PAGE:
Unionized flight attendants — and flight attendants at airlines whose procedures mirror union work rules — get to work the most desirable trips based on seniority. Senior flight attendants at large international airlines can jet away to Sydney, to Buenos Aires, to Paris while more junior flight attendants overnight in Des Moines.
Humphrey Bogart tells Ingrid Bergman in Casablanca “we’ll always have Paris.” But you don’t always want to fly to Paris.
American Airlines flight attendants have created a secondary market renting out their seniority. They sell prime trip assignments to junior flight attendants, reportedly on average for $200 per trip.
Mid-career flight attendants hate the practice, figuring that if senior flight attendants don’t want to fly the trips they should go to whomever is next in seniority — them — for free. Airline management sent a memo to flight attendants, “We continue to receive complaints from your colleagues that certain flight attendants are not using these systems responsibly.”
Flight attendants who bid for a trip and are assigned that trip have a property right in the trip. American’s memo supports that position. However the airline says it is cracking down on trip trades, “rolling out new technology to actively monitor bidding and trading systems for suspicious activity.” Individuals may be investigated, with “suspension of individual trip trade capabilities” along with “corrective action up to and including termination of employment” a consequence.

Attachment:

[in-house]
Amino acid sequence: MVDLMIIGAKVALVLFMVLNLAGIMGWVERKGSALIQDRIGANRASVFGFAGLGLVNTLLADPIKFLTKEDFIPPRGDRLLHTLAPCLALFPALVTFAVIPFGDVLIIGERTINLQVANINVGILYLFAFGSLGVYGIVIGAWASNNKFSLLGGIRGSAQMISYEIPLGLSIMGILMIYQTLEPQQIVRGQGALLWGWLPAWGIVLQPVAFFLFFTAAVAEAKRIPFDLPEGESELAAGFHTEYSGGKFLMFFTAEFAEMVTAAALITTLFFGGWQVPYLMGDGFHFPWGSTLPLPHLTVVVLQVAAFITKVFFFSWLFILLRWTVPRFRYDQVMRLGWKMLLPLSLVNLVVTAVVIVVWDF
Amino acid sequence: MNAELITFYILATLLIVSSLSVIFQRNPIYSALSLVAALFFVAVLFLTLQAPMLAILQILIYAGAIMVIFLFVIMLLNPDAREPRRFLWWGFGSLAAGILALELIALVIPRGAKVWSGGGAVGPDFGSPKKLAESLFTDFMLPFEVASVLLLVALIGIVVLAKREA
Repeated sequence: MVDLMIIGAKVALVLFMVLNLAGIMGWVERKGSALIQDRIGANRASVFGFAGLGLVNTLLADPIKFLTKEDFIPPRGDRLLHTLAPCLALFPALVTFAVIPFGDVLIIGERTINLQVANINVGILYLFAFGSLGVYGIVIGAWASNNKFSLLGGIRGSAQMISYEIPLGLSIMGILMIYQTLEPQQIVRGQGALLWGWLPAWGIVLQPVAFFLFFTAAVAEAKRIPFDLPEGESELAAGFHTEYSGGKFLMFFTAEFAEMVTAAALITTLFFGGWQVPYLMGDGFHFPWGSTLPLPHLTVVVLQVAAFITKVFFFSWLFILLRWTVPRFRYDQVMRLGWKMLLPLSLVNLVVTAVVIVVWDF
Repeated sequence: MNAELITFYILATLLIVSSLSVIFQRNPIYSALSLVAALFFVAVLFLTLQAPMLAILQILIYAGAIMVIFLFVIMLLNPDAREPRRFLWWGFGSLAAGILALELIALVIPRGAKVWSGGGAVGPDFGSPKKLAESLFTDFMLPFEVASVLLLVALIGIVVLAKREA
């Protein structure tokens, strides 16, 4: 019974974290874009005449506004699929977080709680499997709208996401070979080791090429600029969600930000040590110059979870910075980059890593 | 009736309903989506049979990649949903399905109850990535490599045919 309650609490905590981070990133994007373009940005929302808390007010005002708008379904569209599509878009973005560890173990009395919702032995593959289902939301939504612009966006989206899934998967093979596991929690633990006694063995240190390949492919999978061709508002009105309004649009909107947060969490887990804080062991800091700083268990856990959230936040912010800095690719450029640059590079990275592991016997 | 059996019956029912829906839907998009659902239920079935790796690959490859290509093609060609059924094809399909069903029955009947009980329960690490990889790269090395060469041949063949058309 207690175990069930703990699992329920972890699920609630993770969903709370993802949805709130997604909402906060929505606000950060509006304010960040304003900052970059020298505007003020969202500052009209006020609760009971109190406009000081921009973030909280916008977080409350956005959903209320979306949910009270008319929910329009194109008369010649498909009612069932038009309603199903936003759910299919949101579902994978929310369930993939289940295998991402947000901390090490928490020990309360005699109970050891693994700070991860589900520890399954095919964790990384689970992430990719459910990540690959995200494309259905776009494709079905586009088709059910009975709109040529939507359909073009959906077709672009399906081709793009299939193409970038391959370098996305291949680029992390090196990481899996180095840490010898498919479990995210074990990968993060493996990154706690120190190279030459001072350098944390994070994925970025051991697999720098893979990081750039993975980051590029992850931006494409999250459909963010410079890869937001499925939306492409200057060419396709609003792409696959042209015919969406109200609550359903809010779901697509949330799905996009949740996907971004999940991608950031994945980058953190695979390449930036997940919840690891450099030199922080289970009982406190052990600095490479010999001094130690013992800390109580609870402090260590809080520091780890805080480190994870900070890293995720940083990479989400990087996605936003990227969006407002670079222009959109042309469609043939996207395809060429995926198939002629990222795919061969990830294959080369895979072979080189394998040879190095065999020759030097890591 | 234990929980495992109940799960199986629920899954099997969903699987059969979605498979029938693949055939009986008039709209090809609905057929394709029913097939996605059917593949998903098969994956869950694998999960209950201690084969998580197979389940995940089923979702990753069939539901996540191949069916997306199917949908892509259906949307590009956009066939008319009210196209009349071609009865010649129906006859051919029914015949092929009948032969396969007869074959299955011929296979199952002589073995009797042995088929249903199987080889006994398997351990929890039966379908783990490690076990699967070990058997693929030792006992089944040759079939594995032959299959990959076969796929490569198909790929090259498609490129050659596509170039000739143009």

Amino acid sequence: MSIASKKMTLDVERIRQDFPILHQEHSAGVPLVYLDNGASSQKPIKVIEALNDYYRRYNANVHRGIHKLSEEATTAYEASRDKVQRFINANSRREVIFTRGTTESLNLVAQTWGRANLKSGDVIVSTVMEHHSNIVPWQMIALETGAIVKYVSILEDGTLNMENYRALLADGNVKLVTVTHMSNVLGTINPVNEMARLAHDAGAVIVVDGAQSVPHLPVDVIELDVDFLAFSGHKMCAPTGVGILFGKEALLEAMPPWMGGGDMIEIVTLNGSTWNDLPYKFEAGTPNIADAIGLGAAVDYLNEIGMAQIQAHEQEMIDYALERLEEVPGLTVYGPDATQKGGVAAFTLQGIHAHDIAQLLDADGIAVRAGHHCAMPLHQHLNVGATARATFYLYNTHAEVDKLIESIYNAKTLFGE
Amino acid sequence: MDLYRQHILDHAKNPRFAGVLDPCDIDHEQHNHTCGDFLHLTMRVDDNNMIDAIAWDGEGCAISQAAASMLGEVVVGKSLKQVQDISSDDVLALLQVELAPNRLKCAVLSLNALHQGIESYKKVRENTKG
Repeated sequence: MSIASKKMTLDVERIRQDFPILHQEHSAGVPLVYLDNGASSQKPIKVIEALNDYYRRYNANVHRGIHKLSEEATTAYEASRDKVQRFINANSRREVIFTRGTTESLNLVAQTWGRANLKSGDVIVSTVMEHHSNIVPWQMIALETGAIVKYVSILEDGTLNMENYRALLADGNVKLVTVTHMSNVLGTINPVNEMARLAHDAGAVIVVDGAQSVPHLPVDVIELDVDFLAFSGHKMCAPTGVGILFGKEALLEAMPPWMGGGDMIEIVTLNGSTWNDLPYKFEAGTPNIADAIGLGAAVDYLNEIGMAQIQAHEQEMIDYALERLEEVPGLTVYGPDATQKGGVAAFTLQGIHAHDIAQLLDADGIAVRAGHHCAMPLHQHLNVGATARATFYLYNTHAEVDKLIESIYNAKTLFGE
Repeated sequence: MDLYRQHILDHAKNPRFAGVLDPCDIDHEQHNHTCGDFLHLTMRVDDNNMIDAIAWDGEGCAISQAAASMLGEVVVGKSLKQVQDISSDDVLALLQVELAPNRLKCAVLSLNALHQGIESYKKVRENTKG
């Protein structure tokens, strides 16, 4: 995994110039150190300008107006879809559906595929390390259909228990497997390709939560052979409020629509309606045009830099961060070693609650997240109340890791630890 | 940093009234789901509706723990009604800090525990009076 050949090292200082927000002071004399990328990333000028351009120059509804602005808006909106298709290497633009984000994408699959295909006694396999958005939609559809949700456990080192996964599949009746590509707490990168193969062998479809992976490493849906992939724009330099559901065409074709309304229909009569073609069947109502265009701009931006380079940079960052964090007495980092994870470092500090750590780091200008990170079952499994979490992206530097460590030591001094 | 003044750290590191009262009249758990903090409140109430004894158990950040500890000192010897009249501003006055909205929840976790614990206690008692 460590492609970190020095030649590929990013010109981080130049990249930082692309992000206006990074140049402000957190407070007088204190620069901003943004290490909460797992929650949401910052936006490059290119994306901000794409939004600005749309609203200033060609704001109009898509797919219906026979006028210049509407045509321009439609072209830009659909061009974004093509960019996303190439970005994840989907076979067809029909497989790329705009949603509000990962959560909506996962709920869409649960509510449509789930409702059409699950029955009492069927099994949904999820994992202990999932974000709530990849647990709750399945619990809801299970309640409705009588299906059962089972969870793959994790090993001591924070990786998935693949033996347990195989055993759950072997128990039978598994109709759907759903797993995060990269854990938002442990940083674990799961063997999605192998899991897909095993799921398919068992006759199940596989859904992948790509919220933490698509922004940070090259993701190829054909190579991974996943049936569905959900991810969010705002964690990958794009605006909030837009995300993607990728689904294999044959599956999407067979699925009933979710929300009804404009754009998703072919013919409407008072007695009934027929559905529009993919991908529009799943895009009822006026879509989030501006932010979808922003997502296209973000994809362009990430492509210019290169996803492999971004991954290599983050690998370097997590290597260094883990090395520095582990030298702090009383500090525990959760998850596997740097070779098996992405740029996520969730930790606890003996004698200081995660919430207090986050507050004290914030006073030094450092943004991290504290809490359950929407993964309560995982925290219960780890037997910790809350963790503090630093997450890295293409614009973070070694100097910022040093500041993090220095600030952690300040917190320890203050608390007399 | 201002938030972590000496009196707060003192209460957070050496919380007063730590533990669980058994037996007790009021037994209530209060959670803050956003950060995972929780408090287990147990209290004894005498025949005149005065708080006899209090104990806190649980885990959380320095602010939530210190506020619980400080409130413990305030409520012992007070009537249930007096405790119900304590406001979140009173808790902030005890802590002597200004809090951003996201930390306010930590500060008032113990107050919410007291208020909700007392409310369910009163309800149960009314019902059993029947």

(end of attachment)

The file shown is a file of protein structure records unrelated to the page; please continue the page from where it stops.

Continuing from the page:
This is apparently most common amongst legacy US Airways flight attendants, who will gain access to even more destinations worldwide when they’re merged into the same system as legacy American flight attendants and can work trips to places that are currently the exclusive province of pre-merger American Airlines crew.
The airline is giving something of value based on seniority to one group of workers, that’s valued more by others. Naturally a secondary market develops, and both parties benefit from the exchange. Problems here stem from inefficiently allocating what employees want most based on seniority, and then cowing to the envy of less senior flight attendants. Fighting the symptom of a broken duty assignment system seems the least good approach here.
From a customer service standpoint I prefer more junior – less jaundiced – crew working the ‘best’ flights and indeed working long haul business class. Assigning customer service duties to an airline’s most profitable customers based primarily on being around the longest makes little sense for a business.
Flight attendants interesting in working trips that go primarily to those with greater seniority can enhance their chances through language skills. Airlines assign flight attendants with language ability to international routes and that allows them to jump the queue because they hold out specific positions on the plane for flight attendants with language skills.